College Admission Essays :
Scott Itano – Homedale – Idaho
According to Scott, he is the second student in Homedale High School’s
history to attend an Ivy League college. While in high school, he was
student body president, a competitor in the state’s science competition
and volunteer for SMELLS (Students Making Everyone Less Likely to
Smoke or Spit), a group sponsored by the American Cancer Society.
In the Field - Harvard University
Experiences are the building blocks of life. They provide the blueprints
for how I think and act. They are the sources for emotions such as bliss,
puppy dog love or devastation as in a soap opera storyline. One of my
most treasured events occurred this past summer when I attended the
Student Challenge Awards Program (SCAP) in the Sierra Nevada Mountains
in California. I studied plant responses to climate changes in the Western
United States with seven talented high school students, two undergraduate
students and a professor from U.C. Santa Cruz.
The biological research I did in California fulfilled years of wondering how
field biology works. I lived in an environment for two weeks where knowledge
saturated everything. I learned a multitude of new concepts and
ways of thinking, not to mention how wacky teenagers can become when
they’re sleep-deprived. (Tree hugging is just one example.) I developed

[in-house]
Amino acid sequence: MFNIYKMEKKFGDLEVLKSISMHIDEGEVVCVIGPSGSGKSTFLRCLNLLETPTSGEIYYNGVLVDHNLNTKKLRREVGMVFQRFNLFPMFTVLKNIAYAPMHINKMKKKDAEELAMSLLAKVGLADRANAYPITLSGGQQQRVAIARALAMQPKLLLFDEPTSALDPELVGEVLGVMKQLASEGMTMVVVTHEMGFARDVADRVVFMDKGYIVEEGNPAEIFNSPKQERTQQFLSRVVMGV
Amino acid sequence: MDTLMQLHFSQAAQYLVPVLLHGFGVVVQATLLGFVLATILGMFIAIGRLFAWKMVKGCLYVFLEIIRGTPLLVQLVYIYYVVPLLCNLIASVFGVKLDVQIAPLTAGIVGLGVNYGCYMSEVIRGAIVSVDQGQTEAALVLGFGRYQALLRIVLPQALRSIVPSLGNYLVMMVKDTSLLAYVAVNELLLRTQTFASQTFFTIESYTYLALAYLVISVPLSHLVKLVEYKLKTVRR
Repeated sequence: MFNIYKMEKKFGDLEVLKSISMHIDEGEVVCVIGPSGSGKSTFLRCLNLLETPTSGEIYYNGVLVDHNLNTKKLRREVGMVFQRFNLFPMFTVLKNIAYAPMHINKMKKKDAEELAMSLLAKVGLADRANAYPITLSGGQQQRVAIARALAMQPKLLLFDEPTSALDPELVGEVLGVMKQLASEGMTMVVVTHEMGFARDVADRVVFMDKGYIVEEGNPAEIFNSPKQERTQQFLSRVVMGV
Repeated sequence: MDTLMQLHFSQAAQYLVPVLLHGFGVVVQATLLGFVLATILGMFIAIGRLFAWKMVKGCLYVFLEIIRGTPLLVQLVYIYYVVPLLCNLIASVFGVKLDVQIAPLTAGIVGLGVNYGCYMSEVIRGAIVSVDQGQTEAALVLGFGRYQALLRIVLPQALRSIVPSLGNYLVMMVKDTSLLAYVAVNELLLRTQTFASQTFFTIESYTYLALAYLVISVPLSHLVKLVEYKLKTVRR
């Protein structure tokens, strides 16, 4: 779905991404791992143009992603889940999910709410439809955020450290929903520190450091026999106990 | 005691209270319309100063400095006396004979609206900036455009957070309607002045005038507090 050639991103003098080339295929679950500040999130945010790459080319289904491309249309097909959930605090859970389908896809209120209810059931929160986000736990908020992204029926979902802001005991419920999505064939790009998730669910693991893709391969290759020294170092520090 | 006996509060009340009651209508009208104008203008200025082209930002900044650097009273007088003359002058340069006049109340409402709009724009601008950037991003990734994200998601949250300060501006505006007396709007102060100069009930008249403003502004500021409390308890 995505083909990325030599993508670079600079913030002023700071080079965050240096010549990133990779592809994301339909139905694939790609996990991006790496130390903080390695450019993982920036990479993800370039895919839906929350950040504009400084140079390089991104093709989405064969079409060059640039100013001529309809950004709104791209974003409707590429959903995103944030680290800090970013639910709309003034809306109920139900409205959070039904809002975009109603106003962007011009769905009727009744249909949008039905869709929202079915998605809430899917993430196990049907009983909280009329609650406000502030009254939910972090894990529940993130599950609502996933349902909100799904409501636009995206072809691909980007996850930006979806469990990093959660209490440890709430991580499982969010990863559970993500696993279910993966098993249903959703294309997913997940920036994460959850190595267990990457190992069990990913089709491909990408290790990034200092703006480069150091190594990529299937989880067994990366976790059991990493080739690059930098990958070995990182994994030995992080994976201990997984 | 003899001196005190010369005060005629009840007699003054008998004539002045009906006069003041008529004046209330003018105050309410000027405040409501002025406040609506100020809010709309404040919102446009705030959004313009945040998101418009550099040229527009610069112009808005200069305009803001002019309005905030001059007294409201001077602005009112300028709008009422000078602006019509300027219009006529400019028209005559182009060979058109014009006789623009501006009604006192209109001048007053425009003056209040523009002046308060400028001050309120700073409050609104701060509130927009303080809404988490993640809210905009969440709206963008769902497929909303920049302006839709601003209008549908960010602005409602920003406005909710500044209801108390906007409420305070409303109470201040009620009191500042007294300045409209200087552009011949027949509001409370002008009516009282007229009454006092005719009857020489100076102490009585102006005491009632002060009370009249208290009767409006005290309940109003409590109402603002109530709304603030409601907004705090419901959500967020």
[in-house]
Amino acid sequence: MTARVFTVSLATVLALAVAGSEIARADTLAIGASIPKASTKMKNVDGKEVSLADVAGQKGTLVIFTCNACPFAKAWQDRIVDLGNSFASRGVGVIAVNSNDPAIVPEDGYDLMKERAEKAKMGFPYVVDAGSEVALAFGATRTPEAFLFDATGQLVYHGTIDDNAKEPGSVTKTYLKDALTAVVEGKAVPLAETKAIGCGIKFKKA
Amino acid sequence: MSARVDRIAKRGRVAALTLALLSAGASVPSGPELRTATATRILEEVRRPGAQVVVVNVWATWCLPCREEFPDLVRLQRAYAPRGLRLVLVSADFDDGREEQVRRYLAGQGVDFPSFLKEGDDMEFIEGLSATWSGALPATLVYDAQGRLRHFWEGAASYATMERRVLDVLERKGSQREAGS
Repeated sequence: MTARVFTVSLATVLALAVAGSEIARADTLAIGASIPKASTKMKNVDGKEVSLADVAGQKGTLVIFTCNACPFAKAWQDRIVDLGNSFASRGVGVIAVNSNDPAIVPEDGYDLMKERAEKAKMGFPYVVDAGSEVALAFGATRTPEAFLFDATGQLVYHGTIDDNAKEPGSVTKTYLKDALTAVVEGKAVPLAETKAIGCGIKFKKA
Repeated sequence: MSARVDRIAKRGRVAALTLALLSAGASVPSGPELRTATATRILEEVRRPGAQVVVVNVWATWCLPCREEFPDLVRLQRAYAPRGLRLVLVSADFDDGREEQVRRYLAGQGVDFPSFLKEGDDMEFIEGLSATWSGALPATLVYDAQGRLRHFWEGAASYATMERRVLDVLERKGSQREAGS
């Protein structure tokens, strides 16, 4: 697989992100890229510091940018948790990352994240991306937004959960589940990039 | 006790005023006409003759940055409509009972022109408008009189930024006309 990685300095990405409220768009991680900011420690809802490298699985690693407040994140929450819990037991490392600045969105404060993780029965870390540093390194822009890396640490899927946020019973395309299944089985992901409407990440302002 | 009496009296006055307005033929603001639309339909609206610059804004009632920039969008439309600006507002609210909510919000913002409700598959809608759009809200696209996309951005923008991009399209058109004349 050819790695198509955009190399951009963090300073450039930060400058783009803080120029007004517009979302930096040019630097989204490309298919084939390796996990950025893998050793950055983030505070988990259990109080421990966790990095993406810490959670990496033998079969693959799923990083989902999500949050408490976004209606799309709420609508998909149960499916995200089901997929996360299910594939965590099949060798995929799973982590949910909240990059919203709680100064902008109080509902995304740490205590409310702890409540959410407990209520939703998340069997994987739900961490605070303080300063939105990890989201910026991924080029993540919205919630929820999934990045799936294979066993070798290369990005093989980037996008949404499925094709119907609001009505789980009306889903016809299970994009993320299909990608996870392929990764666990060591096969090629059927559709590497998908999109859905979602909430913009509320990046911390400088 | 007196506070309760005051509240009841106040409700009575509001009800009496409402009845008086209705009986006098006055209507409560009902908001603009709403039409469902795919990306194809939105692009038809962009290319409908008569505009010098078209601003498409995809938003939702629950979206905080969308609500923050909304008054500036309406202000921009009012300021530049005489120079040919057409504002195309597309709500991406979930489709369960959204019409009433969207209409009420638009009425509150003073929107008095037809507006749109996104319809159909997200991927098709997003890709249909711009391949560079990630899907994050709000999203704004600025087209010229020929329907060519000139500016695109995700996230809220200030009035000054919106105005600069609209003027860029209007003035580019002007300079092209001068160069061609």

friendships with extremely gifted people who shared my love for science
and actually understood how I felt. Honestly, words do not justify the feelings
I have for this experience since they are sensations more powerful than
immense satisfaction and gratification.
I will be indebted forever to the Durfee Foundation (sponsors of SCAP) for
exposing me to the real world. Reflecting on my time in California, I see it
as a life-changing experience. Instead of satiating my appetite for knowledge,
it has only stimulated my hunger for it. I now realize how much of
the world is yet to be understood and, more importantly, to be discovered.
I am more aware of the world around me and my role in it. Everyday
people like me can make a difference.
I will treasure my experience in California. It’s the kind of memory that
sticks like a person’s first kiss. My trip instilled knowledge, awareness
and hope in me. Because of this single experience, I believe I am a better
person. Experiences can be diamonds in the rough, unsuspecting and silent
until someone discovers them. Not only do experiences provide memories
to savor but lessons for living.
Why This Essay Succeeded
In a way, Scott’s essay is a coming-of-age story, although in his case it
takes place on an academic level. His experience exposed him to research
in the field and awoke in him a desire for continuing to conduct
research. The admission officers could probably tell from his writing just
how excited he was by the opportunity. For an essay on an academic
subject, if you have the space it can also help to describe the actual
research. —the questions you pursued and the answers you found. These
details help the admission officers see your intellectual curiosity.
Notice that Scott does not only focus on the hardcore academic lessons.
He comments on the effect of sleep deprivation and some of the
silliness of working in the forest. All of this helps to ground his essay
and show the admission officers that he is not just a student scientist
but also a young person with a sense of humor who observes his fellow
students as much as he does his experiments.
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